The news: This graph from Brookings Institution researcher Sarah Binder finds that the real reason D.C. isn't getting anything done is pretty clear: partisan gridlock.
Today, "75% of the salient issues on Washington's agenda are subject to legislative gridlock" — the kind of agree-on-nothing gridlock that's crushed virtually every major piece of legislation heading through Congress today.
The methodology: Binder "examined the unsigned editorials" in the New York Times to calculate the degree of deadlock in major issues in Congress from 1947 to 2012. (Only "salient" issues were included, those on which the New York Times wrote four or more unsigned op-eds during a single Congress.) Overall agendas increased significantly, but the number of "salient issues" rose "markedly" in the 108th (2003–4), 110th (2005–6) and 112th (2011–12) Congresses. She found that as the House and Senate chamber medians grow farther apart on policy prescriptions, gridlock grows regardless of party.
Basically, as the line goes up, the number of items left in congressional limbo does too. The result is that the federal government is taking action on fewer and fewer issues.
Why you should care: In the 80th Congress (1947–1948), fewer than 30% of salient issues went without some kind of congressional resolution. The 112th Congress (2011–2012) has failed to reach resolutions an astonishing 71% of the time.
Binder's report confirms that polarized politics are behind the past few years of congressional inaction, highlighting as a key culprit the split GOP control of the House and Democratic control of the Senate since the 2010 midterm elections. She tentatively concludes that it is likely that recent imbalance does not in and of itself pose "permanent, systemic problems." But she also notes that deadlock is still rising, that it causes problems in and of itself (like last year's uncertainty over the fiscal cliff), and that the ideological gap between Democrats and Republicans seems unlikely to subside anytime soon.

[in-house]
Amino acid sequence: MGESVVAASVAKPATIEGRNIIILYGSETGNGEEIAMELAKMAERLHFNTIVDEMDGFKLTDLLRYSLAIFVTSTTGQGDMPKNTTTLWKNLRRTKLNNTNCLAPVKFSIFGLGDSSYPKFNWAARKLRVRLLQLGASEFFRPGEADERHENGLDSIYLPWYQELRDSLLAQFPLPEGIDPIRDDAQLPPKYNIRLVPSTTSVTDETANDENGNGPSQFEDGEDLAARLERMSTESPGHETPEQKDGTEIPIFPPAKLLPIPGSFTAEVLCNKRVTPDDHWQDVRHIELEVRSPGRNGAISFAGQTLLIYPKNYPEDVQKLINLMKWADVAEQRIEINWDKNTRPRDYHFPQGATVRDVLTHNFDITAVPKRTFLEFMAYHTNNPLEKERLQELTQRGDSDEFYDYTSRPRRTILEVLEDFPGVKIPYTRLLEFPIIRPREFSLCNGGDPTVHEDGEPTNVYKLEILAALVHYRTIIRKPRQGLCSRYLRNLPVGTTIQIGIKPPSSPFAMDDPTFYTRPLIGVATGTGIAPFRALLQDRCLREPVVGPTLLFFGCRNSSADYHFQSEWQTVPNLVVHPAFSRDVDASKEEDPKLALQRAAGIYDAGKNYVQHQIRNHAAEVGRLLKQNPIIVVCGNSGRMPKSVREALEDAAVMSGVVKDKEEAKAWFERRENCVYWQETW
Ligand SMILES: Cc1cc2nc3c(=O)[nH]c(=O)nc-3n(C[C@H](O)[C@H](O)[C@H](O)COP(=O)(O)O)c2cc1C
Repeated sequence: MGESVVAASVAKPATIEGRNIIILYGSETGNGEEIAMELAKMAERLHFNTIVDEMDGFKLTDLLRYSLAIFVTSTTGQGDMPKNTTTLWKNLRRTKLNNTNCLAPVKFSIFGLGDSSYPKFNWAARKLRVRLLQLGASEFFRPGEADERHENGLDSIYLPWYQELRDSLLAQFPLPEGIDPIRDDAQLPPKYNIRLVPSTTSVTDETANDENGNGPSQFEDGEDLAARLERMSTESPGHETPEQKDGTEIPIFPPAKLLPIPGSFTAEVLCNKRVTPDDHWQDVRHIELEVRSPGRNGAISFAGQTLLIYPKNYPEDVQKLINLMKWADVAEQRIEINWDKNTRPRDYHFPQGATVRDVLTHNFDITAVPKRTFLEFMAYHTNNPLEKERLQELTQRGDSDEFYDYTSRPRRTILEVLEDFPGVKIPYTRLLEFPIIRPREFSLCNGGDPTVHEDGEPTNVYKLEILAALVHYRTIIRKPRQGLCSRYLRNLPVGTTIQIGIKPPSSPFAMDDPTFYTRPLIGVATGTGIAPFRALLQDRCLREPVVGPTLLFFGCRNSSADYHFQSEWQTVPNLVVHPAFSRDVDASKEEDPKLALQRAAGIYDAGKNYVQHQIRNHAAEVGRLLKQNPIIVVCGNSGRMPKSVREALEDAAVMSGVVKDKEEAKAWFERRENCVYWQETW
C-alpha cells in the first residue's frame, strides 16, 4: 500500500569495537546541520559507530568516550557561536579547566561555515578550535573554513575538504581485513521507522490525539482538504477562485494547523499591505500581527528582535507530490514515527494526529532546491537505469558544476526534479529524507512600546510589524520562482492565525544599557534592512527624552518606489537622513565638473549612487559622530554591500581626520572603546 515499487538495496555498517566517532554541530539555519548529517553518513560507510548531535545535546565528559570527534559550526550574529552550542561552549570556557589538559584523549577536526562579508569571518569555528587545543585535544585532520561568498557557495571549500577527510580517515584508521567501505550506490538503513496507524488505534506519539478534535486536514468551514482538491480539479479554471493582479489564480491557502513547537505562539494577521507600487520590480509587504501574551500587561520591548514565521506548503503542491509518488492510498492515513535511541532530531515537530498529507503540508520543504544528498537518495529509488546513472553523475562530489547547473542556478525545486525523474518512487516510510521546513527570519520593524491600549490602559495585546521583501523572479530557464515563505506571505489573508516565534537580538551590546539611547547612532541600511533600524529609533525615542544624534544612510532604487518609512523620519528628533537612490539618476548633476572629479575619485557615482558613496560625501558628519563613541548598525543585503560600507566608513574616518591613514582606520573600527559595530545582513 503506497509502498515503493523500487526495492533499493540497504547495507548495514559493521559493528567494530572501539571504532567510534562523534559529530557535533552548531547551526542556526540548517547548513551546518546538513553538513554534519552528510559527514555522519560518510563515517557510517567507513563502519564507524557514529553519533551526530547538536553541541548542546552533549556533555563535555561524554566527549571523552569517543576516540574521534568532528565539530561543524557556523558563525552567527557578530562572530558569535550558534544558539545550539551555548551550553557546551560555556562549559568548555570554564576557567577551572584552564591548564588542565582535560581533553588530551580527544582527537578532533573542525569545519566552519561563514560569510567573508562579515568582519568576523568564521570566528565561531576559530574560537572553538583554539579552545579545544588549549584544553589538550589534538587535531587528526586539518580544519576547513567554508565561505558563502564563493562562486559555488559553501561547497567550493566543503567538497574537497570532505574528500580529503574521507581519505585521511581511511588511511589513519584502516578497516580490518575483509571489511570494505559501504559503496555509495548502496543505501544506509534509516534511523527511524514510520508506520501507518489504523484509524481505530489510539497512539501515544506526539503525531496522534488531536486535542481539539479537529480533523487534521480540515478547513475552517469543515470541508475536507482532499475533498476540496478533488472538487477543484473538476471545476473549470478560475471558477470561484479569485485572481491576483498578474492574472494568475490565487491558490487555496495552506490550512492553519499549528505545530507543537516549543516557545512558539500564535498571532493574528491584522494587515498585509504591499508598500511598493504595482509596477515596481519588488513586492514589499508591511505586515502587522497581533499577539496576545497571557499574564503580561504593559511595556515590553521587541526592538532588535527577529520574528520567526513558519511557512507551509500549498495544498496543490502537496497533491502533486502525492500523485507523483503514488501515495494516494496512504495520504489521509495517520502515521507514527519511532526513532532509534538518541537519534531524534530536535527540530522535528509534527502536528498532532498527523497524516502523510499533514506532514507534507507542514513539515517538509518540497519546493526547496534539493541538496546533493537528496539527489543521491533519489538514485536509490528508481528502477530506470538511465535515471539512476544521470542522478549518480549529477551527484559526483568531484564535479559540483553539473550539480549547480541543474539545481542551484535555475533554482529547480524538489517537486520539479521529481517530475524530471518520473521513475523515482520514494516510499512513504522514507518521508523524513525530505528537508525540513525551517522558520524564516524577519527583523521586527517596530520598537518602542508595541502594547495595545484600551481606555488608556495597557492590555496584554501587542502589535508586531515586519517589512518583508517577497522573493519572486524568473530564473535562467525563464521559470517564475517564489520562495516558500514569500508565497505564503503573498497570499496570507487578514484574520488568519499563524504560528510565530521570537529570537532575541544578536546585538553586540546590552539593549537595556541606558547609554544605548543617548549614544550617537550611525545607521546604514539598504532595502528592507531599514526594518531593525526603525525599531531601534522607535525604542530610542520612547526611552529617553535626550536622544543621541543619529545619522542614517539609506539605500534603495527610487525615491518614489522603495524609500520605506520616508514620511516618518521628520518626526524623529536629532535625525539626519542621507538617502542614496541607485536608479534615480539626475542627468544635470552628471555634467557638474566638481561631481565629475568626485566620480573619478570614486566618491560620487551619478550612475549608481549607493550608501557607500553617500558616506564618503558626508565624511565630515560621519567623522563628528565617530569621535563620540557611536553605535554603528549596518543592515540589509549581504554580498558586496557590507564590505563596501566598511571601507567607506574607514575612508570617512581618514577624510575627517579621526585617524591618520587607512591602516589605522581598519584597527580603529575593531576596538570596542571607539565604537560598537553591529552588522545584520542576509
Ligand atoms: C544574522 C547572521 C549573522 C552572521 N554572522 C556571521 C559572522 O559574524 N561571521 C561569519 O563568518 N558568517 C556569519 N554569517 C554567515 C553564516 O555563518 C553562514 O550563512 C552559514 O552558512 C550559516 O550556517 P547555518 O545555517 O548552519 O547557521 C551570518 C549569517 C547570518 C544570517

What's more, exacerbating the current gridlock is an asymmetrical gap: Republicans have clearly moved much farther to the right than Democrats have moved in any direction. And in an era where minority status in Congress can be "intolerable" and electoral concerns grow greater than ones of governance, that puts us in a unique quagmire.
"So long as some degree of polarization is driven by sheer partisan team play — in which the opposition party is more likely to object to proposals endorsed by the president — then extreme levels of polarization will continue to lead to unprecedented levels of deadlock," writes Binder.
Of course, if you're a Republican in Congress right now, that gridlock is more or less a product of the entire strategy. Why compromise now when you can take the whole cake and eat it too in 2016? Furthermore, if you're ideologically opposed to the federal government, then gridlock would be a feature rather than a bug.
Will it get worse? It seems so, barring major victories by either party that allow them to have uncontested control of the legislative and executive branches at the same time. That's still the golden ticket toward legislative productivity, and could very well happen.
Currently, we're standing at just 71% gridlock by Binder's measures. As the Washington Post's Christopher Ingraham notes, that leaves quite a lot of room to get worse.